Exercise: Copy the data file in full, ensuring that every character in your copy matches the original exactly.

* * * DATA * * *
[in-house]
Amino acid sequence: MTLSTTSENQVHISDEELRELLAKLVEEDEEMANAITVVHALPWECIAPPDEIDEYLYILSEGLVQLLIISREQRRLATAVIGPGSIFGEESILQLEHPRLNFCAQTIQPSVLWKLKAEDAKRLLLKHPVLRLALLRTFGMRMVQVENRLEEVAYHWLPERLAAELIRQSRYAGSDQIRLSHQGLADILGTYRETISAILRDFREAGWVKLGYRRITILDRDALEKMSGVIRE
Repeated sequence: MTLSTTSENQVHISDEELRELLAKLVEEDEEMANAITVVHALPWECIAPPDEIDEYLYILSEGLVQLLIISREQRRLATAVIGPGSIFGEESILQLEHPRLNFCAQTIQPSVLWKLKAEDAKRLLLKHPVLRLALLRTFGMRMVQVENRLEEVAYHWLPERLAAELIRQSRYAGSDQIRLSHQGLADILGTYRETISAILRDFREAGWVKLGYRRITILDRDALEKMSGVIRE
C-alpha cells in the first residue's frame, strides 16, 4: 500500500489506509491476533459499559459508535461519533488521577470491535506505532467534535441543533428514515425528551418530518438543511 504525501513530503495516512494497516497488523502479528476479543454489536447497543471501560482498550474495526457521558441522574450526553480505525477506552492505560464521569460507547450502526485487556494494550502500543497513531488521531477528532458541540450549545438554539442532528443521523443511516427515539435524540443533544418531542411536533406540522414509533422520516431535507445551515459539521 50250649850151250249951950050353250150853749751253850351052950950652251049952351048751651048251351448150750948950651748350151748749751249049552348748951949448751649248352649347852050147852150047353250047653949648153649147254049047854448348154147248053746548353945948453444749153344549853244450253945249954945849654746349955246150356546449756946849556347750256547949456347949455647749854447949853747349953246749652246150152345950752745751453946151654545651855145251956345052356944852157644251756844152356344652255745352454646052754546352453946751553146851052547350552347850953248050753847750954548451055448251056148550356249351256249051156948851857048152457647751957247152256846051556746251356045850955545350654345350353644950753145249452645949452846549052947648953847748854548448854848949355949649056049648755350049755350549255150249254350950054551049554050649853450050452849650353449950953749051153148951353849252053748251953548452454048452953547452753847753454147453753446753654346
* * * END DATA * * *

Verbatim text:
[in-house]
Amino acid sequence: MTLSTTSENQVHISDEELRELLAKLVEEDEEMANAITVVHALPWECIAPPDEIDEYLYILSEGLVQLLIISREQRRLATAVIGPGSIFGEESILQLEHPRLNFCAQTIQPSVLWKLKAEDAKRLLLKHPVLRLALLRTFGMRMVQVENRLEEVAYHWLPERLAAELIRQSRYAGSDQIRLSHQGLADILGTYRETISAILRDFREAGWVKLGYRRITILDRDALEKMSGVIRE
Repeated sequence: MTLSTTSENQVHISDEELRELLAKLVEEDEEMANAITVVHALPWECIAPPDEIDEYLYILSEGLVQLLIISREQRRLATAVIGPGSIFGEESILQLEHPRLNFCAQTIQPSVLWKLKAEDAKRLLLKHPVLRLALLRTFGMRMVQVENRLEEVAYHWLPERLAAELIRQSRYAGSDQIRLSHQGLADILGTYRETISAILRDFREAGWVKLGYRRITILDRDALEKMSGVIRE
C-alpha cells in the first residue's frame, strides 16, 4: 500500500489506509491476533459499559459508535461519533488521577470491535506505532467534535441543533428514515425528551418530518438543511 504525501513530503495516512494497516497488523502479528476479543454489536447497543471501560482498550474495526457521558441522574450526553480505525477506552492505560464521569460507547450502526485487556494494550502500543497513531488521531477528532458541540450549545438554539442532528443521523443511516427515539435524540443533544418531542411536533406540522414509533422520516431535507445551515459539521 50250649850151250249951950050353250150853749751253850351052950950652251049952351048751651048251351448150750948950651748350151748749751249049552348748951949448751649248352649347852050147852150047353250047653949648153649147254049047854448348154147248053746548353945948453444749153344549853244450253945249954945849654746349955246150356546449756946849556347750256547949456347949455647749854447949853747349953246749652246150152345950752745751453946151654545651855145251956345052356944852157644251756844152356344652255745352454646052754546352453946751553146851052547350552347850953248050753847750954548451055448251056148550356249351256249051156948851857048152457647751957247152256846051556746251356045850955545350654345350353644950753145249452645949452846549052947648953847748854548448854848949355949649056049648755350049755350549255150249254350950054551049554050649853450050452849650353449950953749051153148951353849252053748251953548452454048452953547452753847753454147453753446753654346